Anger will generalize to rage once violence erupts. Neither in the time of the first Intifada nor now would you want you or your family to live in the Palestinian’s conditions (the PLO was initially opposed to the first Intifada for it was not under their control, but were forced to co-opt it as they could; the rage you mention there began through life lived).

            I believe the second Intifada somewhat different. Those bombings were as much fighting within Palestinian group politics as hits on Israel. One goal of the bombers was to evoke an Israeli response, hitting the PA as such–which happened; recall the IDF rocket attacks on PA police stations and the like.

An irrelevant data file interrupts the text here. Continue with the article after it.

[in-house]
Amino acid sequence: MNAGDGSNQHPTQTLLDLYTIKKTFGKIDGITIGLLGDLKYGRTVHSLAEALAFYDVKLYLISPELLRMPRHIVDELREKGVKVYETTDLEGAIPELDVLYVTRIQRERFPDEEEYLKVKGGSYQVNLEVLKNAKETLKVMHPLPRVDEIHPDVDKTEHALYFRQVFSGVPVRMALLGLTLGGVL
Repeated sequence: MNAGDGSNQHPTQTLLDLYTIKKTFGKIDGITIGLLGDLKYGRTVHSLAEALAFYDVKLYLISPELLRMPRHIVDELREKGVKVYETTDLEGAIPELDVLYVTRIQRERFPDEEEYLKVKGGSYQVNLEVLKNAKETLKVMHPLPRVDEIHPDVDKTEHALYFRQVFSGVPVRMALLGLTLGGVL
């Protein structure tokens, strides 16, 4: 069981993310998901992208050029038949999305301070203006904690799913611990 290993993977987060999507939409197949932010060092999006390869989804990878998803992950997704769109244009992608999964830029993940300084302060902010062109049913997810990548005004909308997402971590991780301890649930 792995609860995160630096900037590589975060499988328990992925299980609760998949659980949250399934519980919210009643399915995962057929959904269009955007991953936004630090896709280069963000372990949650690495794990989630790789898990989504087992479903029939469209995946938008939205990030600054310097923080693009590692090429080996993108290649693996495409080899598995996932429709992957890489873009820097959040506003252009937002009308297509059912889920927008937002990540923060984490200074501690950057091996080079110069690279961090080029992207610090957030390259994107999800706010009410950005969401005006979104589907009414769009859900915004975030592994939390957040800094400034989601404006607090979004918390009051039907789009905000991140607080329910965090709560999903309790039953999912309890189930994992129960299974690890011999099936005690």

I assure you some will seek to disrupt any rapprochement with bombings. There are people whose social economy is nothing but the polarized conflict and they get satisfaction from each IDF village raid. But they are far from all the people, and certainly not 14 year old boys. To say that these 14 year olds will grow into such–well, the same thing has been said of others.

            There is no easy way out of the accumulated hate of generations. I think adding on the hate of distant foreigners to be a mistake–indeed, an excuse. Rights jurisprudence tries to find a way out of that hate by focusing on individual wrongs. Is it a gamble? Yes. If such gambles are never taken, what of the future? You can always go back to slamming down again; no one can stop you when you decide to do that. My view is that under the best scenario bombing will trickle off, not stop at once. But nor will IDF reaction–and abuse–go away over night either. I guess one’s anger depends on what bed one rises from.

            In my view we are presently giving the bombers a long term win.

            Reply to Comment